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Graeme McDowell

As the sun began to set over the Pacific Ocean, Graeme McDowell, an affable 30-year-old from Northern Ireland, captured the 2010 U.S. Open Championship, conducted at Pebble Beach (Calif.) Golf Links.

McDowell carded a 3-over-par 74 on the 7,040-yard layout to earn a one-stroke victory over Frenchman Gregory Havret, thus ending a 40-year European drought in this champion- ship. England's Tony Jacklin was the last Euro to claim the title, in 1970 at Hazeltine National Golf Club in Chaska, Minn. McDowell, a member of the victorious 2001 Great Britain and Ireland Walker Cup Team, also is the first golfer from Northern Ireland to win a USGA championship.

I just can't believe I'm standing here with this thing [the U.S. Open trophy] right now, said McDowell, who claimed his fifth European Tour title two weeks prior at the Celtic Manor Wales Open. It's an absolute dream come true. I've dreamed of this all my life, two putts to win the U.S. Open.

But Sunday's story was also about who didn't win. Dustin Johnson, seemingly in control of his game and emotions going into the final round as the leader after 54 holes, shot an 82, his worst round as a professional by two strokes (he had an 80 at the 2008 Players). It was also the highest final-round score by a 54-hole leader since Fred McLeod's 83 in 1911. Gil Morgan (1992 at Pebble Beach) and Retief Goosen (2005 at Pinehurst No. 2) each had 81s after holding 54-hole leads.

Johnson wasn't alone. Three-time champion and world No. 1 Tiger Woods, coming off a brilliant 66 on Saturday, carded a 75 and finished three strokes back at 3-over 287, joining the world's No. 2 player and reigning Masters champion Phil Mickelson, who matched his Saturday effort of 73.

Ernie Els, of South Africa, bidding to join a select group of players with three or more U.S. Open titles, also had a 73 and finished third at 286.

Havret, paired with Woods and ranked 391st in the world, was the only golfer besides McDowell who seemed to be playing with any consistency. But he, too, faltered with a bogey on the 71st hole before missing a 9-foot birdie putt at 18 that could have forced an 18-hole playoff on Monday.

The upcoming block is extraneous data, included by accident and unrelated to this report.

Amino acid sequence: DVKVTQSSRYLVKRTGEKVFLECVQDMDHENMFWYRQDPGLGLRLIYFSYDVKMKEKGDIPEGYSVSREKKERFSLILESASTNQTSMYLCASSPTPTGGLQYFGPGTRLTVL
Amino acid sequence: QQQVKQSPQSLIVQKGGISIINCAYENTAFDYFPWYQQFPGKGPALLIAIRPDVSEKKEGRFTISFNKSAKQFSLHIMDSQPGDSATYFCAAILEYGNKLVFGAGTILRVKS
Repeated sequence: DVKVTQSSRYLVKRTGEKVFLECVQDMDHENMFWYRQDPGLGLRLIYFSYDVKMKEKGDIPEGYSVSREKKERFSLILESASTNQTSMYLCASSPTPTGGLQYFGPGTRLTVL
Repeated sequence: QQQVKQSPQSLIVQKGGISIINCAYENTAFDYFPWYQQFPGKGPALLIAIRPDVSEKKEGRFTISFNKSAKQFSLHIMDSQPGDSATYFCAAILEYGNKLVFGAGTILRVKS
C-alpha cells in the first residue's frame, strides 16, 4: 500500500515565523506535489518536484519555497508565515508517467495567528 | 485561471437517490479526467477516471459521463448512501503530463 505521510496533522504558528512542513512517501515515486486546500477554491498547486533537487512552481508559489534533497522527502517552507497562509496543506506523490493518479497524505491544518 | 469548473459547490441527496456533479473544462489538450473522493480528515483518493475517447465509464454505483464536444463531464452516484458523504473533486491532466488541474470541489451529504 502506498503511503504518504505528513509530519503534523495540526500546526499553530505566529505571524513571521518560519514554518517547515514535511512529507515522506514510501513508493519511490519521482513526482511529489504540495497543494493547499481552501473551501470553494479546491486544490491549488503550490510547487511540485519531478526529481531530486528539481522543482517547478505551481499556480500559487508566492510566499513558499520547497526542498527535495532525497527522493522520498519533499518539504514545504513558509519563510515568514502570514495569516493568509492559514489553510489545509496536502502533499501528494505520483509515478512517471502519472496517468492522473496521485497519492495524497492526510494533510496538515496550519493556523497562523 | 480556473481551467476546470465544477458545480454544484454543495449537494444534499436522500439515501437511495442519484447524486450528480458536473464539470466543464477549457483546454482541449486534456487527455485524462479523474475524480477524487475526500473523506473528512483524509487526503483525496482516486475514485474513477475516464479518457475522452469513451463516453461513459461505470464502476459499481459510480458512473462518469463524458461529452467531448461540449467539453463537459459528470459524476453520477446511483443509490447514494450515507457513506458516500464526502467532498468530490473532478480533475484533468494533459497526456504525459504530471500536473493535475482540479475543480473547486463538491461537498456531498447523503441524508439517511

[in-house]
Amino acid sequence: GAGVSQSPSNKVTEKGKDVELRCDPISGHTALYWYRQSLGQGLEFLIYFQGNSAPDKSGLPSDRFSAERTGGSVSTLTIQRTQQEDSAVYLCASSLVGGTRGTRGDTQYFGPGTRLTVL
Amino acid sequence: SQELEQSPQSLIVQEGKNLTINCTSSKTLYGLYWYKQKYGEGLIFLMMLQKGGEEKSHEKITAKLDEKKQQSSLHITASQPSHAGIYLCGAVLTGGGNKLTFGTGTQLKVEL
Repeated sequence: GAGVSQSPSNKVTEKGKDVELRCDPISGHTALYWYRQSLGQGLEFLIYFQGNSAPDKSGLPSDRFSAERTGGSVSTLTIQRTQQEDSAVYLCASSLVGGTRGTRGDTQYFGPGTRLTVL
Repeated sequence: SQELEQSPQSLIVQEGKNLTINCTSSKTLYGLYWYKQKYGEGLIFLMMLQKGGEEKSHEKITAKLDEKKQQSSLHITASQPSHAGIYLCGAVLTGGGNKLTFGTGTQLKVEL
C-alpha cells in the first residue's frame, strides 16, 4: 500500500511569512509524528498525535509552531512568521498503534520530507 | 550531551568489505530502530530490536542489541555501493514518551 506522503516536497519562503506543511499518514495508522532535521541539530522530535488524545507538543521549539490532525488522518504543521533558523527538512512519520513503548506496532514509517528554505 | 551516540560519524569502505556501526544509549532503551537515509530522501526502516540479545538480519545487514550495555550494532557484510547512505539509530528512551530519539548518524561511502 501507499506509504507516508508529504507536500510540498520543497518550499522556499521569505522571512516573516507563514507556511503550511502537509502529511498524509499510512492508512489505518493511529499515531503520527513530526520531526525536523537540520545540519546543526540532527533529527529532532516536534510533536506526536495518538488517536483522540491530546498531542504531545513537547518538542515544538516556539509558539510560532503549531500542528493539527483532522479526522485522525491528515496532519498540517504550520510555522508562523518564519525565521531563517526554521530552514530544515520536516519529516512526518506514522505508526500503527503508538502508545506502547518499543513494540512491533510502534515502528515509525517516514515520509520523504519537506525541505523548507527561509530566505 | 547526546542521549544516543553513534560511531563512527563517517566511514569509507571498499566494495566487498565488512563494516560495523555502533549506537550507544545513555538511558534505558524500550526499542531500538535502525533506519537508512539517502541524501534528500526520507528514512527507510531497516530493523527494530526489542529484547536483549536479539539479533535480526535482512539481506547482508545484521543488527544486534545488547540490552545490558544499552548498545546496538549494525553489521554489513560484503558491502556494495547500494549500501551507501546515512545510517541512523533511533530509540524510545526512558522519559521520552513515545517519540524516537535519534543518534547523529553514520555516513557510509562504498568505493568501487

McDowell managed his game well enough to avoid all the carnage going on around him. Entering the round three shots behind Johnson, he watched the 25-year-old South Carolinian make a triple-bogey 7 at the par-4 second, then return to the tee at the par-4 third after spectators and officials failed to locate his ball in a hazard within the allotted five min- utes. Because nobody actually saw his drive enter the hazard, the ball was deemed lost and Johnson went back to the tee. His double-bogey 6 dropped him out of the lead for good, and the two mishaps effectively ended his day.

Given new life, McDowell, unlike the other Sunday pursuers, steadied his game. He birdied the par-3 fifth to reach four under par for the championship. And even though he regis- tered four bogeys coming in ( three on the second nine ) he didn't make any critical mistakes.

This golf course is extremely difficult, and it's very tough to make birdies, said McDowell. Dustin got off to a really bad start. After the way he played yesterday, I thought if the same guy turned up today, he was going to be really tough to beat.

I'm just so thrilled to get over the [finish] line. It's so difficult to win a golf tournament let alone a major championship. I really just tried to stay calm on the back nine and I really did. I did a great job of it.

On the 72nd hole, the former University of Alabama- Birmingham All-American wisely chose to lay up with his sec- ond shot from a good lie in the right rough to ensure a stress- free 99-yard approach to the green. Two putts, the first from 20 feet, the last from 18 inches, gave McDowell the title.

It was a nice Father's Day gift for his dad, who ran across the putting surface to give Graeme a congratulatory hug. His mom, who happened to be in Spain, was likely watching live television coverage.

Back home in Northern Ireland it was roughly 2:30 a.m. Monday morning, and the party likely was just beginning.

I think there will be a few pints of Guinness maybe going down right about now, said McDowell. I think that they might extend drinking hours a little bit tonight hopefully.